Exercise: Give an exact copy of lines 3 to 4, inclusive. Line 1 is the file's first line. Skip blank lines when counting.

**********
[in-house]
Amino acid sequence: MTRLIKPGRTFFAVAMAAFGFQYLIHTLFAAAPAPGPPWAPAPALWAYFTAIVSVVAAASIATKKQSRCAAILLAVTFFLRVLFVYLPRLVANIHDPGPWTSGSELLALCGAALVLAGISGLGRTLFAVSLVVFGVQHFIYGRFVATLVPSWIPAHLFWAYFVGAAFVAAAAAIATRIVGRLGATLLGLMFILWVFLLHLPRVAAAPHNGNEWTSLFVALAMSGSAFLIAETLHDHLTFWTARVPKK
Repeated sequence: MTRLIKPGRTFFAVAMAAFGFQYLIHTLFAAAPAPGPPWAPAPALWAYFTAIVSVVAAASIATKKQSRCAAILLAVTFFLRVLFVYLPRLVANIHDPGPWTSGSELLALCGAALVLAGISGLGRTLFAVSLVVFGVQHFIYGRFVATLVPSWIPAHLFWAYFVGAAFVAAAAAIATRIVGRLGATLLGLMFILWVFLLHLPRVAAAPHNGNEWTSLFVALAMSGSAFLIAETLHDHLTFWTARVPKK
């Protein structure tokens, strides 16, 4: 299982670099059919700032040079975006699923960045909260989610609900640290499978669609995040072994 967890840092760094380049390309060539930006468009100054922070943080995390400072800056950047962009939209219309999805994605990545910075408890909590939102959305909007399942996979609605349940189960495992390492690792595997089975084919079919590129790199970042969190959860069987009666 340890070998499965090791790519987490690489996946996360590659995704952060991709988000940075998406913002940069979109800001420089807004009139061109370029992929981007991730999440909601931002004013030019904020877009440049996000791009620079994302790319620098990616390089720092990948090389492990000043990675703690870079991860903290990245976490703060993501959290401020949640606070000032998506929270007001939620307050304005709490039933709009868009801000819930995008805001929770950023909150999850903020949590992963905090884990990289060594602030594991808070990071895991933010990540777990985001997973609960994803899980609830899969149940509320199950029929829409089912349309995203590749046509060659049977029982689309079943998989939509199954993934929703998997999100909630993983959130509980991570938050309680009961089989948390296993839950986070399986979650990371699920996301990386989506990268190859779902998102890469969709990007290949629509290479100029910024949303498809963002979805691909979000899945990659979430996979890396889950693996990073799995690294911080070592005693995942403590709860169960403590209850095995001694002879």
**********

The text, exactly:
Repeated sequence: MTRLIKPGRTFFAVAMAAFGFQYLIHTLFAAAPAPGPPWAPAPALWAYFTAIVSVVAAASIATKKQSRCAAILLAVTFFLRVLFVYLPRLVANIHDPGPWTSGSELLALCGAALVLAGISGLGRTLFAVSLVVFGVQHFIYGRFVATLVPSWIPAHLFWAYFVGAAFVAAAAAIATRIVGRLGATLLGLMFILWVFLLHLPRVAAAPHNGNEWTSLFVALAMSGSAFLIAETLHDHLTFWTARVPKK
């Protein structure tokens, strides 16, 4: 299982670099059919700032040079975006699923960045909260989610609900640290499978669609995040072994 967890840092760094380049390309060539930006468009100054922070943080995390400072800056950047962009939209219309999805994605990545910075408890909590939102959305909007399942996979609605349940189960495992390492690792595997089975084919079919590129790199970042969190959860069987009666 340890070998499965090791790519987490690489996946996360590659995704952060991709988000940075998406913002940069979109800001420089807004009139061109370029992929981007991730999440909601931002004013030019904020877009440049996000791009620079994302790319620098990616390089720092990948090389492990000043990675703690870079991860903290990245976490703060993501959290401020949640606070000032998506929270007001939620307050304005709490039933709009868009801000819930995008805001929770950023909150999850903020949590992963905090884990990289060594602030594991808070990071895991933010990540777990985001997973609960994803899980609830899969149940509320199950029929829409089912349309995203590749046509060659049977029982689309079943998989939509199954993934929703998997999100909630993983959130509980991570938050309680009961089989948390296993839950986070399986979650990371699920996301990386989506990268190859779902998102890469969709990007290949629509290479100029910024949303498809963002979805691909979000899945990659979430996979890396889950693996990073799995690294911080070592005693995942403590709860169960403590209850095995001694002879």